The Executive MBA Program is tough. There's no such thing as an MBA-light around here. You have to work hard for what you get, but it's absolutely worth it. I mean, they put you through the rigor, but in the end, you know you've really earned your degree, as opposed to just being handed a piece of paper. The Chicago Approach - challenging convention and looking at things from lots of angles before drawing conclusions - has absolutely changed the way I think about solutions.
The professors don't just tell you how to do something, or how to solve an individual problem. They give you the skills to reach your own solutions - solutions that can be replicated and applied to multiple situations in the future. We focus less on understanding the economy right now and more on understanding the fundamentals that help us draw our own conclusions about how to navigate the business world. We're learning the theory and concepts behind market behavior so that we'll still be finding the best possible solutions tomorrow - and in five or 20 years from now.
And the professors like to be challenged, which is refreshing. They're really interested in the application of theory. They want to know what's going on, on the ground, and what people are saying in different industries about the concepts we're discussing. For example, my macroeconomics professor worked at the Federal Reserve. In class, he'd come in and talk to us about what they'd discussed in recent meetings, and what our heads of government were saying about the economy. You just don't get that at other schools. You get that at Chicago Booth.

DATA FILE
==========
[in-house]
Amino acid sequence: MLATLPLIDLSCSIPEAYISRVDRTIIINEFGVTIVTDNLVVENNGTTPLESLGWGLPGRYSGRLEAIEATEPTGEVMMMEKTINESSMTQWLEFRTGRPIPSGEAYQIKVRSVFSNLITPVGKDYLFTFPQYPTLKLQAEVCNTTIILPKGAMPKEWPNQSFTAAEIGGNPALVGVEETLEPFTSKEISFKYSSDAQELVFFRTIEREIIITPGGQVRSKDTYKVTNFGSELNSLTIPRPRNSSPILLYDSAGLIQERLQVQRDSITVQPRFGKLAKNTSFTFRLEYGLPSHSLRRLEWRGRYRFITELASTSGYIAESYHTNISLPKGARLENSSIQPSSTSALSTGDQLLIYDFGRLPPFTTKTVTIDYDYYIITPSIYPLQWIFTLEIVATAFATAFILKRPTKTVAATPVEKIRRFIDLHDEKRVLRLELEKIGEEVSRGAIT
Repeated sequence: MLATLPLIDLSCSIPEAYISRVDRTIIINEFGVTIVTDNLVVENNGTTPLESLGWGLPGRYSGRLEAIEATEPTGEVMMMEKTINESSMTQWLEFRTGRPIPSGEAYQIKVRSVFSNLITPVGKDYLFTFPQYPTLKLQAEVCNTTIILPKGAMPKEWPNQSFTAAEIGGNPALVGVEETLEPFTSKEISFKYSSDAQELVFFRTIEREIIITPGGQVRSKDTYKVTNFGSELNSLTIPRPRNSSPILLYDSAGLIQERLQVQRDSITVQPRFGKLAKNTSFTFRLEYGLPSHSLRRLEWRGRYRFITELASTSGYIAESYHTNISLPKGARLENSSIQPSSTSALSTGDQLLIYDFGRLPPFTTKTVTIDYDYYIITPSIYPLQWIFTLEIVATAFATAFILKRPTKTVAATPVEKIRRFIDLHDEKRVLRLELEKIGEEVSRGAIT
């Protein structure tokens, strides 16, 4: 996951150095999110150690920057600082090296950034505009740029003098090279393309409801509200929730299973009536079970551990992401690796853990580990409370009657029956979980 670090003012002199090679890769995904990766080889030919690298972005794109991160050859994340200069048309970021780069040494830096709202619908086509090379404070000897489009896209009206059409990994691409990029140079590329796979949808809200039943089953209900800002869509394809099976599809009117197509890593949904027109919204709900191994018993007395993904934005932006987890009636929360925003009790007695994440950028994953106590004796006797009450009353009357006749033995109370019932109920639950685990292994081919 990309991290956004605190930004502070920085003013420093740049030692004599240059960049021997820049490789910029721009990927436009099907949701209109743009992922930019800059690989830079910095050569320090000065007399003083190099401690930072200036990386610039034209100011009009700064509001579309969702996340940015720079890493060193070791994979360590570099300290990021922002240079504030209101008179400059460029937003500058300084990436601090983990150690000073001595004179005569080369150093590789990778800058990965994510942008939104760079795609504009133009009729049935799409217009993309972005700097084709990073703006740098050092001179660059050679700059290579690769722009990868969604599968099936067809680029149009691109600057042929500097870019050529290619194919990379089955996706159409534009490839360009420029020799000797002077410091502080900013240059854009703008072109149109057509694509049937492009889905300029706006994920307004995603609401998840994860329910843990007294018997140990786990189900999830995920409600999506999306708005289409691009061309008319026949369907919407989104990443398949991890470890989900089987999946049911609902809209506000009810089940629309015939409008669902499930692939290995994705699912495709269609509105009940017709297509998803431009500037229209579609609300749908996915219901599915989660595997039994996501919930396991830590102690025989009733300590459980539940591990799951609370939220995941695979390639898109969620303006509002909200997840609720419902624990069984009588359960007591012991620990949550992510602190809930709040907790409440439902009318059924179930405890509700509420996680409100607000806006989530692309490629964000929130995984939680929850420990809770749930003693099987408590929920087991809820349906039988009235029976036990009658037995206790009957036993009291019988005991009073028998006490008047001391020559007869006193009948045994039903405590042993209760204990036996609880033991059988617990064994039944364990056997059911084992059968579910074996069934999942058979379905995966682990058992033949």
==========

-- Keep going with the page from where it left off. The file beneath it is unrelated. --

It's been intellectually stimulating to be surrounded by such incredible business minds. In the past, I was always the one coming up with an idea, and wanting to talk about it and see where it might go. But finding people on the same level, interested in that kind of thing, was a challenge. Here, I'm surrounded by people who are all idea-makers. It's an amazing support system of people who all want to take risks, put something together, and explore where things might lead. The discussions that happen in class and in our study groups are so valuable. Chicago Booth has taught me not to defer to the obvious "expert," because all of us are experts in something, and we're always learning from each other.
One of the things that surprised me about Booth was just how strong the networking aspect is. When people first found out that I was going to Chicago Booth, they'd always want to talk to me about the program. The prestige and name recognition is definitely there, which is a draw for those of us who are already established in the business world. Whenever I put my business card with the Chicago Booth logo on my travel bag, complete strangers always come up and want to talk about the program. I'm really proud to be a member of the Booth community. Everyone's a go-getter. These are smart, accomplished people who are looking to take their next steps. And it's exciting to be a part of that.